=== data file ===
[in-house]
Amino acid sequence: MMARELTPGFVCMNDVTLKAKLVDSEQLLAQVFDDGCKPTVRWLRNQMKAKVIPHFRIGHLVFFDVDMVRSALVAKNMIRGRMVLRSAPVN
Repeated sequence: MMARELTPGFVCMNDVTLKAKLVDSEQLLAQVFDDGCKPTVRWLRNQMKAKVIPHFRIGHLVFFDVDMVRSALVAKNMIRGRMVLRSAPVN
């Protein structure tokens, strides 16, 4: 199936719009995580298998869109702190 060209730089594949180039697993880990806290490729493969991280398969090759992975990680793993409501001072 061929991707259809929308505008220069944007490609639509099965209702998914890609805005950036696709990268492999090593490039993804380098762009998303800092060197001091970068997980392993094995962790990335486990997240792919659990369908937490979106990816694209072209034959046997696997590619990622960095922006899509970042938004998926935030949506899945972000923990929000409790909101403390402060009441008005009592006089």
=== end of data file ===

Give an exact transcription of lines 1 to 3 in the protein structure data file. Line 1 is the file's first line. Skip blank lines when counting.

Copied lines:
[in-house]
Amino acid sequence: MMARELTPGFVCMNDVTLKAKLVDSEQLLAQVFDDGCKPTVRWLRNQMKAKVIPHFRIGHLVFFDVDMVRSALVAKNMIRGRMVLRSAPVN
Repeated sequence: MMARELTPGFVCMNDVTLKAKLVDSEQLLAQVFDDGCKPTVRWLRNQMKAKVIPHFRIGHLVFFDVDMVRSALVAKNMIRGRMVLRSAPVN